Gospel of John

The Gospel according to John (Greek: Εὐαγγέλιον κατὰ Ἰωάννην, romanized: Euangélion katà Iōánnēn, also known as the Gospel of John, or simply John) is the fourth of the four canonical gospels. It contains a highly schematic account of the ministry of Jesus, with seven "signs" culminating in the raising of Lazarus (foreshadowing the resurrection of Jesus) and seven "I am" discourses (concerned with issues of the church–synagogue debate at the time of composition)[1] culminating in Thomas' proclamation of the risen Jesus as "my Lord and my God".[2] John's account contains Jesus' Farewell Discourse, in which he speaks plainly to his apostles before his crucifixion. The gospel's concluding verses set out its purpose, "that you may believe that Jesus is the Christ, the Son of God, and that believing you may have life in his name."[3][4]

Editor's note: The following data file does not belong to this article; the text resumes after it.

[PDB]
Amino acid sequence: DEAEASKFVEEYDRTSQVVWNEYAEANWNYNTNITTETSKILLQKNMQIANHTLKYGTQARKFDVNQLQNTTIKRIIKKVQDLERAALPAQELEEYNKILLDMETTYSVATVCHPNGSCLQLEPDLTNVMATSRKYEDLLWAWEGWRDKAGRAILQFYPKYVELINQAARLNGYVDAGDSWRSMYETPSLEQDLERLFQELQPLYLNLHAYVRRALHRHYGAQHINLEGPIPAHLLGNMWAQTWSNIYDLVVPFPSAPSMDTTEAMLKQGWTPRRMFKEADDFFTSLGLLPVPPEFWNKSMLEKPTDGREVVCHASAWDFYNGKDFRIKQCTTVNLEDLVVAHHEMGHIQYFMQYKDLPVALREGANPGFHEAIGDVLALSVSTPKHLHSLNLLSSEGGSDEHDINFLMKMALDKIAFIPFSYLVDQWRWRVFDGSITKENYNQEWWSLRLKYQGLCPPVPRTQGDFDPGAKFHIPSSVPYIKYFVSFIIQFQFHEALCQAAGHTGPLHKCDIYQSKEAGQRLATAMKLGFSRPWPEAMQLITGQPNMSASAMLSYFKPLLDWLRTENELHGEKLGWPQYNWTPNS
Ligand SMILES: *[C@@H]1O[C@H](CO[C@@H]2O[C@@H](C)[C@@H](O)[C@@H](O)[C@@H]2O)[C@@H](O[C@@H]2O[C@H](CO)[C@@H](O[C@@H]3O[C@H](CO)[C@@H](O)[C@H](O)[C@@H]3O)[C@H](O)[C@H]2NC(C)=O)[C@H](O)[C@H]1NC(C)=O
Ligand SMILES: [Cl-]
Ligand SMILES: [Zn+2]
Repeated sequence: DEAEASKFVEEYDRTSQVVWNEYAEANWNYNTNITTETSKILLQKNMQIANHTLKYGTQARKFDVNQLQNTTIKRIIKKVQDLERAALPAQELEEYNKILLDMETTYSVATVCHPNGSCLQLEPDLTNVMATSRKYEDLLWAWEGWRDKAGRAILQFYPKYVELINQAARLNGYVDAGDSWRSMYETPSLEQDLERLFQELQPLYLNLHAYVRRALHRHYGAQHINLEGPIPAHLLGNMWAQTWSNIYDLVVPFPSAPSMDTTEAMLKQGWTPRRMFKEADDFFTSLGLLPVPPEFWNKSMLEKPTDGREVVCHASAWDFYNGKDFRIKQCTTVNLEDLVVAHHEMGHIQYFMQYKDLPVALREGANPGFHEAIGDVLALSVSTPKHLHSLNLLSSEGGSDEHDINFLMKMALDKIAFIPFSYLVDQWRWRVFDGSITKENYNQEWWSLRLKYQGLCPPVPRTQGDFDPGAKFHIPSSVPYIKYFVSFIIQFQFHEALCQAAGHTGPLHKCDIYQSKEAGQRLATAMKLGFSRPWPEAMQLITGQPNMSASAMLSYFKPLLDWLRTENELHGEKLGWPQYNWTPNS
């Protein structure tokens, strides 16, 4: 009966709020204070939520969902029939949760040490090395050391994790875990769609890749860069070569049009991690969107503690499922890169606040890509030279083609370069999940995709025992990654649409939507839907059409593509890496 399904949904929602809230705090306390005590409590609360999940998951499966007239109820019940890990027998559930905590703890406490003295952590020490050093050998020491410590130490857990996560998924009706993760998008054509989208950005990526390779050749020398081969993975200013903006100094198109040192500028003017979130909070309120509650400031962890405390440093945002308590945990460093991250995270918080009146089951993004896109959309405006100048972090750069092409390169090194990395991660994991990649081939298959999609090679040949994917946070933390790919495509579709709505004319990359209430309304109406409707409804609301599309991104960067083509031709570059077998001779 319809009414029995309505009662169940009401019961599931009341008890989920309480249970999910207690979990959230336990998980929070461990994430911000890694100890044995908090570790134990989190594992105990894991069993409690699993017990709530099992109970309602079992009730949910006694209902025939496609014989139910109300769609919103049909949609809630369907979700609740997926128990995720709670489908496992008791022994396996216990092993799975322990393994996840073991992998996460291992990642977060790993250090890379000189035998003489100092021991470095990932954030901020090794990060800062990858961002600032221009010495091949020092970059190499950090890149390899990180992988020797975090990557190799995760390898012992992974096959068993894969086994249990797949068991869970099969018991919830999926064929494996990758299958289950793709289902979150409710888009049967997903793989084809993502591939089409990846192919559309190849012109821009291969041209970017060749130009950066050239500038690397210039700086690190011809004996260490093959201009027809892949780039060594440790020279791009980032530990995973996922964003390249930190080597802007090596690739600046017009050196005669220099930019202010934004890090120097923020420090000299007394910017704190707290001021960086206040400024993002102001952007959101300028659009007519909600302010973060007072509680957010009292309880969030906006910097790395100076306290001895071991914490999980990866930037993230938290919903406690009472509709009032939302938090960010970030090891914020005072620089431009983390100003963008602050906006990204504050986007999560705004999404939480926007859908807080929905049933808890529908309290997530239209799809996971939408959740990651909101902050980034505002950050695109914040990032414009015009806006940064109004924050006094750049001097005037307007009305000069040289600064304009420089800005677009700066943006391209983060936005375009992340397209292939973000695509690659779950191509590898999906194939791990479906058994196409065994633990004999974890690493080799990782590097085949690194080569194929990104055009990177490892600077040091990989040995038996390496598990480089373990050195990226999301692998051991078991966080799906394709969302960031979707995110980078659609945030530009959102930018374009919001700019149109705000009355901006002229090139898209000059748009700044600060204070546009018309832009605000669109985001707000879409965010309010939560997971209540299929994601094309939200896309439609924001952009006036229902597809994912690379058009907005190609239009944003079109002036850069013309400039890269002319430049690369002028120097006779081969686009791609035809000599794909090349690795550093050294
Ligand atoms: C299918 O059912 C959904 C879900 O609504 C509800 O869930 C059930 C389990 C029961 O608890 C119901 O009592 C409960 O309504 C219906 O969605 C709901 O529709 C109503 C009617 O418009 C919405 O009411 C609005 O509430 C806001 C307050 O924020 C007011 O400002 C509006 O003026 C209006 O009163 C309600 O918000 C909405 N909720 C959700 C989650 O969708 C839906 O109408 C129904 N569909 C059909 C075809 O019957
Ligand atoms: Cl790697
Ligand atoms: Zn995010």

John reached its final form around AD 90–110,[5] although it contains signs of origins dating back to AD 70 and possibly even earlier.[6] Like the three other gospels, it is anonymous, although it identifies an unnamed "disciple whom Jesus loved" as the source of its traditions.[7][8] It most likely arose within a "Johannine community",[9][10] and – as it is closely related in style and content to the three Johannine epistles – most scholars treat the four books, along with the Book of Revelation, as a single corpus of Johannine literature, albeit not from the same author.[11]